Puerto Rico now has its first Olympic gold medal, courtesy of tennis star Monica Puig, who beat Germany's Angelique Kerber in the women's singles tournament at Rio's Summer Olympics Saturday.

"I"m speechless," a smiling Puig said after her historic win. "I wanted it so bad."

"I never imagined in my wildest dreams that this would happen," Puig added — and she said her experience in Rio de Janeiro has been like a dream. She's looking forward, she said, to waking up tomorrow morning and seeing her gold medal sitting on her bedside table.

As for her plans after the Olympics, Puig said, "I know my life is going to change a bit." But she said some things won't — because, she added, "I love what I do."

Puig won in front of an enthusiastic crowd at the Olympic Tennis Center, with her more dramatic points leading fans to shout "Si se puede" and wave the flag of Puerto Rico. More than once, the chair umpire went from requesting silence to simply shushing the audience.

Puerto Rico has been sending athletes to the Olympics since 1948; before today, Team Puerto Rico had amassed eight Olympic medals — none of them gold.

Facing an opponent who hadn't been taken to three sets before today's final, Puig ensured Kerber would have to play three to win by seizing the first set, 6-4. Kerber responded by taking the second, also by 6-4.

In the decisive third set, Puig served to open the first game and won a series of quick points. She managed to break Kerber's serve in the next game, with the players trading hits from the baseline.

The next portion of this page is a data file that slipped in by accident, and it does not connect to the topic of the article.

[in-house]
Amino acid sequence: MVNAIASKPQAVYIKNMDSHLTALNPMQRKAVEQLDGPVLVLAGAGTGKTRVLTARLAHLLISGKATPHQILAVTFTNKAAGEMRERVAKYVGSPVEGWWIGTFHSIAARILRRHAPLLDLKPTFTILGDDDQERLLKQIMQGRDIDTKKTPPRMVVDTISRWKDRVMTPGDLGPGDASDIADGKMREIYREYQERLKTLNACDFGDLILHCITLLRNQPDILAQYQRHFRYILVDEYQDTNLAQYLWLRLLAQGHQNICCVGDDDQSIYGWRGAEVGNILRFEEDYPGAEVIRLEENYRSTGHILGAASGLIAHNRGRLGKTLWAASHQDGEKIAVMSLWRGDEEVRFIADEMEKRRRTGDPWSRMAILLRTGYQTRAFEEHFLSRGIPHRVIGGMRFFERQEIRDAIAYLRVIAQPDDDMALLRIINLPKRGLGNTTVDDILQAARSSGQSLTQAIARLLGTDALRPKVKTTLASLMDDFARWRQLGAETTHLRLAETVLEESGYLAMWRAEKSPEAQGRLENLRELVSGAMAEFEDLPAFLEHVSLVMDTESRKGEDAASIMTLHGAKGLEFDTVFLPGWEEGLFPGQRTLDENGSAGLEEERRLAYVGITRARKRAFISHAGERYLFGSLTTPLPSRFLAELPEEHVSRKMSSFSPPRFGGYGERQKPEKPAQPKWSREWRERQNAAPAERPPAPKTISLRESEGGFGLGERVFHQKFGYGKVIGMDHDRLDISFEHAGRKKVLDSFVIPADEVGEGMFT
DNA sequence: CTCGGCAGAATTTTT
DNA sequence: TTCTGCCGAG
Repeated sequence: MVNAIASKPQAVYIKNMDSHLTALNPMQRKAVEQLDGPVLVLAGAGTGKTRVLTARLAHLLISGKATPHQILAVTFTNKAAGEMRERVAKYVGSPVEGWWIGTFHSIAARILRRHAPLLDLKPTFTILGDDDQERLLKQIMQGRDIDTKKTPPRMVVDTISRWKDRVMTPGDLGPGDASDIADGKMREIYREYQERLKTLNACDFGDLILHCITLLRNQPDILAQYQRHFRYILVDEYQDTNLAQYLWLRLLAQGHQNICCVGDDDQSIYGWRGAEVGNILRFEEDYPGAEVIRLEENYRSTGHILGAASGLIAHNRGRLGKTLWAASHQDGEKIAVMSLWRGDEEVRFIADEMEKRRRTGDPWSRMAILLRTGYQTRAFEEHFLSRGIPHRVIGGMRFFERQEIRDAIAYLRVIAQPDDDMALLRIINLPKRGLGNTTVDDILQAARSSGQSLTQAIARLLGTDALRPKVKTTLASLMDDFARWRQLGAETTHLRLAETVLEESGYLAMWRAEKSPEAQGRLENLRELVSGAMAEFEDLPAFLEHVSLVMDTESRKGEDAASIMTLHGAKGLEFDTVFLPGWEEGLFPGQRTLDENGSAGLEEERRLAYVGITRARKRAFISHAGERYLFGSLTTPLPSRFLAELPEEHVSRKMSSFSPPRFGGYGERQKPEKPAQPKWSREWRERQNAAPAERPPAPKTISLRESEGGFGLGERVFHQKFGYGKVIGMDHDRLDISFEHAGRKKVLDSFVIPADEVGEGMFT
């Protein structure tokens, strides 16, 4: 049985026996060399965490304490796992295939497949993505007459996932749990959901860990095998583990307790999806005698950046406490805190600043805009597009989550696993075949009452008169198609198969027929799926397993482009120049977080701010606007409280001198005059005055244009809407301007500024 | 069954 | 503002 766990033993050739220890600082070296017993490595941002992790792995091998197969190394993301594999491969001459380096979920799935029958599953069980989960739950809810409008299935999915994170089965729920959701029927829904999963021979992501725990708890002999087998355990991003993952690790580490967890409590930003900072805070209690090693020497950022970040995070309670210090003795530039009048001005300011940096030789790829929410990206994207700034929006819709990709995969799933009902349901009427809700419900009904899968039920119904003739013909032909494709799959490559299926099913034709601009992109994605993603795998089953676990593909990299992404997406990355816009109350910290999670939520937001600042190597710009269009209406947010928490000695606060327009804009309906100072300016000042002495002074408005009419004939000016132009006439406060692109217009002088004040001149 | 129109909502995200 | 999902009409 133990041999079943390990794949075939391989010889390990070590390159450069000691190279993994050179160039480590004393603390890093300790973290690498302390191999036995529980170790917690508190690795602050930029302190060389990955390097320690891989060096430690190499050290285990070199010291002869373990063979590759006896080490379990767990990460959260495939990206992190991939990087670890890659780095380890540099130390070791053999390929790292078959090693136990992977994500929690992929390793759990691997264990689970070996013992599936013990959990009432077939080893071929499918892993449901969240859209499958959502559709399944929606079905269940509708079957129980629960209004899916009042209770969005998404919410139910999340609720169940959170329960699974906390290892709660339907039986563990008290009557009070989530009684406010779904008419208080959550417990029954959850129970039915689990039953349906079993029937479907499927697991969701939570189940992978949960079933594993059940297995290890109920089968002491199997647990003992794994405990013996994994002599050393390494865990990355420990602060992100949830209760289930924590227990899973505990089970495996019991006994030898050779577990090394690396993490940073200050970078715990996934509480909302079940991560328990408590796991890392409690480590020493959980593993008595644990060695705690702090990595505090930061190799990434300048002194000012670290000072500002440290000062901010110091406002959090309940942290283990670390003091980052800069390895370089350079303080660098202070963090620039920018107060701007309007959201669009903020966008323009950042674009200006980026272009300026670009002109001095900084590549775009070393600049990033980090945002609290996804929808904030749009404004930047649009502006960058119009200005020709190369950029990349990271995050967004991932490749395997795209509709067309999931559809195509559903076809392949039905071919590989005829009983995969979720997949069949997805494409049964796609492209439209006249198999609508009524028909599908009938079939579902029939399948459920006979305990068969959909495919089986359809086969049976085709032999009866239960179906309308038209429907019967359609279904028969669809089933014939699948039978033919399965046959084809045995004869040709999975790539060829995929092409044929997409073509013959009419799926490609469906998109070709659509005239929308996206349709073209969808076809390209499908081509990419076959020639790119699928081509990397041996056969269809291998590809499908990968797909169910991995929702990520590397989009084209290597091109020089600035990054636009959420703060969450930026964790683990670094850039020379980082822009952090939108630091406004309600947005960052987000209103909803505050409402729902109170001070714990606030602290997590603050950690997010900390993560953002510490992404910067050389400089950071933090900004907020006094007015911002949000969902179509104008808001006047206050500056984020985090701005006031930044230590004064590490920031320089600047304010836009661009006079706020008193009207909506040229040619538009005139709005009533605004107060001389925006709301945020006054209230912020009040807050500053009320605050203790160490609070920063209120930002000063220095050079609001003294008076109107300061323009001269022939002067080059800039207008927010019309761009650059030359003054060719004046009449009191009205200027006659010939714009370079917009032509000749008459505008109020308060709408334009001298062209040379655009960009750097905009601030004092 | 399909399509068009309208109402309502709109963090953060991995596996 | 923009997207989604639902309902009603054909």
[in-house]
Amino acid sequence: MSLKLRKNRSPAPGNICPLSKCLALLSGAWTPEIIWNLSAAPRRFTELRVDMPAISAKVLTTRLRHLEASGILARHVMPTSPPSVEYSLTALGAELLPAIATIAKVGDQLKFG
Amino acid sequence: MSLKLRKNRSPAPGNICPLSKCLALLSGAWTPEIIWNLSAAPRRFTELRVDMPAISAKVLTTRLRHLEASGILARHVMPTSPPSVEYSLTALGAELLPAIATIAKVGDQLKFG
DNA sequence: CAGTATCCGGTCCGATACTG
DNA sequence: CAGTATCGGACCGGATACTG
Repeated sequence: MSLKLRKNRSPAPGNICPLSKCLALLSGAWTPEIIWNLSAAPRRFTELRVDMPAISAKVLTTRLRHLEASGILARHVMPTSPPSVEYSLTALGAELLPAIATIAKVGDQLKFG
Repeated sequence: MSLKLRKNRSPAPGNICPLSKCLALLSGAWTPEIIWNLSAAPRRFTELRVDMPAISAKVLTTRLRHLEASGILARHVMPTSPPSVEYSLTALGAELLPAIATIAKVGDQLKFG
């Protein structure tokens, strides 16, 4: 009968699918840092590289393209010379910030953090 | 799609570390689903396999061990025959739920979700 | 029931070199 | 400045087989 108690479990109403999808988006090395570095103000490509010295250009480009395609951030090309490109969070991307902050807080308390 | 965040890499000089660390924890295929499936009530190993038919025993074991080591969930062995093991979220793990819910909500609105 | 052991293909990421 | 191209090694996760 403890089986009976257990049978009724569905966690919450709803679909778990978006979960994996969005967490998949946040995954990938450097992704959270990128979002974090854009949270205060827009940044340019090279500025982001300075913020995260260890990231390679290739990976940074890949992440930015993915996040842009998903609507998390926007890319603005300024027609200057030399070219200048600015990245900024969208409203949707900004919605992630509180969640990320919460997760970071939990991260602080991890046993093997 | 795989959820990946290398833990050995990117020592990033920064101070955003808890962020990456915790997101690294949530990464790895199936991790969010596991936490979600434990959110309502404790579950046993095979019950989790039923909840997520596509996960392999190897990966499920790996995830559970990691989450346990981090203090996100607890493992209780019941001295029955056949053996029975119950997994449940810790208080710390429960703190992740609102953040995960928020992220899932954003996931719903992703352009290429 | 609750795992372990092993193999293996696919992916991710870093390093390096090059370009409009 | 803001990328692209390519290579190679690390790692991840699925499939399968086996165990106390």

In short order, Puig was up, 3-0. But after the break, Kerber regrouped and seemed poised to hold serve, lashing the court with long, angled shots. But Puig put her on her heels and took the fourth game, as well. She went on to win the fifth — but Kerber held serve to force a seventh game in the last set, at 5-1.

The long rallies were likely part of the reason that after the match, Puig said of Kerber, "She's such a great fighter." Puig added that she had to play some inspired tennis to beat her.

Perhaps the enormity of the moment finally reached Puig's nerves in that seventh game: Serving, she fell behind love-40 before steeling herself and hitting winners again. But that seventh game was, as they do not say in Brazil, a doozy.

Kerber was leading 40-30 and missed a chance to break Puig's serve and make it 5-2, in a point that saw Puig dig out several tough shots as Kerber sought to put the game away. It seemed Kerber would do just that after Puig returned a ball high to the middle of the court — but Kerber's attempt to slam the ball instead zipped it into the net.

For minutes afterward, the score flipped from 40-40 to an advantage for one player or the other — but neither could put the game away. Both dumped shots into the net; Puig double-faulted at 40-40 to give Kerber an edge — but she recovered well, and, after slamming powerful forehands across the net, she erased Kerber's advantage with a soft lob that Kerber couldn't reach.

Another long exchange followed, as the two players moved each other around the court, and Pugh eventually forced Kerber into a bad shot. Celebrating the win, Puig tossed her racket into the air, wearing a look of someone who's found unexpected joy.

That final game was the highlight of a match that had several rousing exchanges, with the left-handed Kerber slugging it out from the baseline with the right-handed Puig. Those exchanges whipped the crowd in Rio into a frenzy of applause and appreciation.

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